Where it appeared that a seller of two lots of land, one adjoining the other on the north, and the respective purchasers of the lots were all mutually mistaken in believing that the boundary between the lots was about thirty-five feet northerly of a house on the southerly lot and did not learn until a survey was made long after the purchases that the boundary was in fact only about two inches from the house, it was proper in a suit in equity to enter a decree ordering a conveyance by the owners of the northerly lot to the owners of the southerly lot of sufficient land from the northerly lot to move the boundary to a distance of about ten feet from the house on the southerly lot, and ordering the seller to convey to the owners of the northerly lot compensatory land adjoining that lot on the west.
BILL IN EQUITY filed in the Superior Court on November 2, 1965.
The suit was heard by Vallely, J.
John J. Daley for the defendants Gino A. Iolli & another.
Henry N. Frenette, Jr., for the plaintiffs.
REARDON, J. The defendants Gino A. Iolli and Bessie M. Iolli appeal from a final decree which ordered them to convey to the plaintiffs a certain parcel of land in Brockton.
A master to whom the case was referred found as follows. In independent transactions, the Iollis purchased from Cappy Homes Co., Inc. on September 25, 1962, a lot numbered 12 on a plan of land dated November 20, 1956, and on February 4, 1963, the plaintiffs purchased a lot numbered 13 on the same plan from the same grantor. Lot 12 adjoined lot 13 to the north. When the Iollis purchased lot 12, Cappy Homes Co., Inc. had commenced construction of a house on lot 13 which, now completed, is located within two inches of the true dividing line between lots 12 and 13. When the plaintiffs were negotiating with Cappy Homes Co., Inc. for the purchase of lot 13, its treasurer stood at a point approximately thirty-five feet north of the dividing line between the lots and indicated that the northern sideline of lot 13 would be approximately that distance from the house on the lot. After the plaintiffs moved into their house, Cappy Homes Co., Inc. seeded around the house and about thirty-five feet north into lot 12. For two years thereafter the plaintiffs and the Iollis cut their lawns to a line about thirty-five feet from the plaintiffs' house. The plaintiffs in this period without objection from the Iollis "placed within this 35 foot strip of land north of . . . [the plaintiffs'] house shrubs, bushes, a shed and other articles." In September, 1965, a survey made for the Iollis demonstrated the true dividing line to be within two inches of the plaintiffs' house. Gino Iolli then commenced to mow his lawn to within two inches of the plaintiffs' home, and ordered them to remove the shed and other movable articles on the strip, which they have done. They have not removed the shrubs and bushes as requested by him.
The final decree provides for a conveyance by the Iollis of approximately 800 square feet of land which has the effect of moving the northerly line of lot 13 to a point somewhat in excess of ten feet from the plaintiffs' house. It also provides for a conveyance by Cappy Homes Co., Inc.
to the Iollis of about 800 square feet from lot 4 as shown on the 1956 plan, which lot adjoins the Iollis' lot to the west. Under the decree legal fees in a stated amount are to be paid to the plaintiffs' attorney by Cappy Homes Co., Inc. and there are provisions relative to the removal of certain plantings on the Iollis' land.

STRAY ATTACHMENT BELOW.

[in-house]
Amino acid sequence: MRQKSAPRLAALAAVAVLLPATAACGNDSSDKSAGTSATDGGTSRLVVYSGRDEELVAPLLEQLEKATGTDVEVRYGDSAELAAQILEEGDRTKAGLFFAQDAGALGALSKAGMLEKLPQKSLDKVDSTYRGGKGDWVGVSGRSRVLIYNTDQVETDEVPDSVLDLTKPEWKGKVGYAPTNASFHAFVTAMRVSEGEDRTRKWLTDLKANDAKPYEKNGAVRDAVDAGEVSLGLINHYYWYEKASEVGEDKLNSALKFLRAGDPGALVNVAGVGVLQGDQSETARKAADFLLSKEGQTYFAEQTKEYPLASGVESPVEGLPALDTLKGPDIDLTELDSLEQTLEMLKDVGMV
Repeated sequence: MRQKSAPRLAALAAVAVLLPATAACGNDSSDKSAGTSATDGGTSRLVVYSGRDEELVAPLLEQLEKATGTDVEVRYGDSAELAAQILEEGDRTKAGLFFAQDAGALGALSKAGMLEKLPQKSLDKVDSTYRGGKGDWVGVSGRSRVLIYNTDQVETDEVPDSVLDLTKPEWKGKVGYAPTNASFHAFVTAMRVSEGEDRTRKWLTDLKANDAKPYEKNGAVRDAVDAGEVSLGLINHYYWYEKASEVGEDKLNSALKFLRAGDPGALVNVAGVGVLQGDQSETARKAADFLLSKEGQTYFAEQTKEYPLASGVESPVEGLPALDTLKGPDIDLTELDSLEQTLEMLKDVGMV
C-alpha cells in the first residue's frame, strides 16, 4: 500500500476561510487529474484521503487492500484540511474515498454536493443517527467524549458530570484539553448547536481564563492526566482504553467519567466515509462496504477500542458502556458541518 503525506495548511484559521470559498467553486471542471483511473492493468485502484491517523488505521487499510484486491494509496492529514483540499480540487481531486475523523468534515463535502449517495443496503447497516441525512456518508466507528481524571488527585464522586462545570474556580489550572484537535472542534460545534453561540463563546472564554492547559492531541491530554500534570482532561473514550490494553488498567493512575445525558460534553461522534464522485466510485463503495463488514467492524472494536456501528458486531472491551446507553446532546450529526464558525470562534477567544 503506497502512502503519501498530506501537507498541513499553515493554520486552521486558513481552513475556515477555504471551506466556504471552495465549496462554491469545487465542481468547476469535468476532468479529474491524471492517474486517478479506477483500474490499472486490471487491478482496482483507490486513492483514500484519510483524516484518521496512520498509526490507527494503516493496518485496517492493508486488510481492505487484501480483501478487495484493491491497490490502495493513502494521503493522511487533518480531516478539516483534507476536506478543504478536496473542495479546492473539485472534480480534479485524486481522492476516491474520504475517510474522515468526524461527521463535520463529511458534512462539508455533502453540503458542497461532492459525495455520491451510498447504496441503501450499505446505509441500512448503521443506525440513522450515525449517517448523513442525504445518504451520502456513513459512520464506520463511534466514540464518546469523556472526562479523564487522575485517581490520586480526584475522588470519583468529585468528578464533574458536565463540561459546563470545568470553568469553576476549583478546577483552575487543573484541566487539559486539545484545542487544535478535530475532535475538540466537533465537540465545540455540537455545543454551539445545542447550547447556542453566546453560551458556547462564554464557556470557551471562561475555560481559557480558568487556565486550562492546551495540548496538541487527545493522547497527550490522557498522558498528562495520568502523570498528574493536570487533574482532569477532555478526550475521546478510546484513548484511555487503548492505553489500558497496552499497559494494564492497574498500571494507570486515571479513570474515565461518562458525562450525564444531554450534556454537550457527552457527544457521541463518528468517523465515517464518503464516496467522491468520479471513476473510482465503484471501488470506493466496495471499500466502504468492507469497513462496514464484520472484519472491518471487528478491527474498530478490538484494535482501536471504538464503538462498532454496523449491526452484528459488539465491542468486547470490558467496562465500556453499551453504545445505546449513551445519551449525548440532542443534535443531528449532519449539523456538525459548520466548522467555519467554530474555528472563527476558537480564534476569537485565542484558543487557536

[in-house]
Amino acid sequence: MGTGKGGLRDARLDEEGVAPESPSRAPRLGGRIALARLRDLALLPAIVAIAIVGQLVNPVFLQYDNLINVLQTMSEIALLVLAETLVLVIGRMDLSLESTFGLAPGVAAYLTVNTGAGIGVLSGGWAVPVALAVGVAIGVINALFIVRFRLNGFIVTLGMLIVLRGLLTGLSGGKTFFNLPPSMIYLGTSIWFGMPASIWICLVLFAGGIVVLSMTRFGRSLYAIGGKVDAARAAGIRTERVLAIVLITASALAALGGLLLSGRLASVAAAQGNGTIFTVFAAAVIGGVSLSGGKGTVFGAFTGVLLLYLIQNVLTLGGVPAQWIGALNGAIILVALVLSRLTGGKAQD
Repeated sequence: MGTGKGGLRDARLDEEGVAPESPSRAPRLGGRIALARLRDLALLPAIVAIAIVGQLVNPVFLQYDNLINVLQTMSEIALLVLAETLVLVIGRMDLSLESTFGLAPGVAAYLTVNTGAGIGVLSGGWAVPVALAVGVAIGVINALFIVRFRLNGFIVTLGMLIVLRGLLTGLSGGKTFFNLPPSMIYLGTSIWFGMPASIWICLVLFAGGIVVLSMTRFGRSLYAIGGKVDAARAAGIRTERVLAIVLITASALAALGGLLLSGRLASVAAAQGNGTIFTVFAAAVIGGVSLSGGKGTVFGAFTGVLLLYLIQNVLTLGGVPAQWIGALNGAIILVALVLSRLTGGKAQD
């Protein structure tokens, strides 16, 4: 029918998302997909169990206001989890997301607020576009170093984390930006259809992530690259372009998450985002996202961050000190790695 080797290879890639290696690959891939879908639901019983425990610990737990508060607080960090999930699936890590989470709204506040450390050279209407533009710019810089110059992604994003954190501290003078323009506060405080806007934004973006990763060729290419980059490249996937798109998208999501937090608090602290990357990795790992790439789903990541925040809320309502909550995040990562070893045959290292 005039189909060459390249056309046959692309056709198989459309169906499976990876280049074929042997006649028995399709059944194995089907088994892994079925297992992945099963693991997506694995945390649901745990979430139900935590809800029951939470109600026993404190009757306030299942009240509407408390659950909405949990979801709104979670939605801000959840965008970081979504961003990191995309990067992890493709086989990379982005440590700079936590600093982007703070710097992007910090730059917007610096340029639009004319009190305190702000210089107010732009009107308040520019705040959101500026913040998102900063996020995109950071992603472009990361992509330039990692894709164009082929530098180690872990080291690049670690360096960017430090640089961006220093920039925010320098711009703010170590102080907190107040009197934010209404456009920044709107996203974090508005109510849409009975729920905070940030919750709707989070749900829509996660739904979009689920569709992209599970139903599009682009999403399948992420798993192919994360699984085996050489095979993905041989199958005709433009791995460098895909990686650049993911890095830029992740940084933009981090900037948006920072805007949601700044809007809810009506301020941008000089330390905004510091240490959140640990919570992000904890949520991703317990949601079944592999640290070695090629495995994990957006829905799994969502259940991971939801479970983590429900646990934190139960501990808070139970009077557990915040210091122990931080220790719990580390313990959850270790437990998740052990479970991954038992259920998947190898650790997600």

It is amply shown that all parties to this suit were mistaken in the correct location of the line between lots 12 and 13 which did not appear until the 1965 survey. A review of the exhibits demonstrates that the trial judge effected in the decree an entirely equitable and wise disposition of the problem before him. His authority to do this is questioned by the Iollis on the ground that there was no privity of contract between the plaintiffs and themselves.
1. We first consider this contention. The plaintiffs derive their title to lot 13 from Cappy Homes Co., Inc. and stand in the shoes of that corporation relative to possible rights to reform the deed of lot 12 to the Iollis, arising out of the mutual mistake of the corporation and the Iollis with respect to the boundary. See Baker v. Porter, 273 Mass. 9 , 12; Berger v. Bhend, 79 Ariz. 173; Hart v. Blabey, 287 N. Y. 257; Houlihan v. Murphy, 93 R. I. 499; Scott v. Freedom Dev. Corp. 219 N. Y. S. 2d 494. Williston, Contracts (2d ed.) Section 1550.
2. The master's findings make plain that the Iollis' grantor intended to sell, and that the Iollis intended to buy, a lot with a dividing line about thirty-five feet from the plaintiffs' house. This was evidenced by the indication of the boundary line given by the treasurer of the corporation to the plaintiffs and by the use of the thirty-five foot strip by the plaintiffs up to the 1965 survey. When the Iollis purchased their lot the plaintiffs' house was visible on the adjoining lot under construction and it is not probable that the Iollis intended to buy within two inches of the plaintiffs' house. Korosic v. Pearson, 377 Ill. 413, 416. See Wallace v. Williams, 156 Cal. App. 2d 646, 651. The mutual mistake can be seen in the subsequent conduct of the corporation
in seeding the plaintiffs' land thirty-five feet out from the house and in the Iollis' failure over two years to object to the plaintiffs' activity on that strip. See Hall v. Shain, 291 Mass. 506 , 512; Parsons v. Ryan, 340 Mass. 245 , 248; Commonwealth v. Smith, 350 Mass. 600 . The corporation and the Iollis understood the language of the deed but both misapprehended the actual boundaries. Hart v. Blabey, 287 N. Y. 257. See Eustis Mfg. Co. v. Saco Brick Co. 198 Mass. 212 , 218; Burke v. McLaughlin, 246 Mass. 533 , 540, 541; Smith v. Leominster, 348 Mass. 792 .
Decree affirmed with costs of appeal.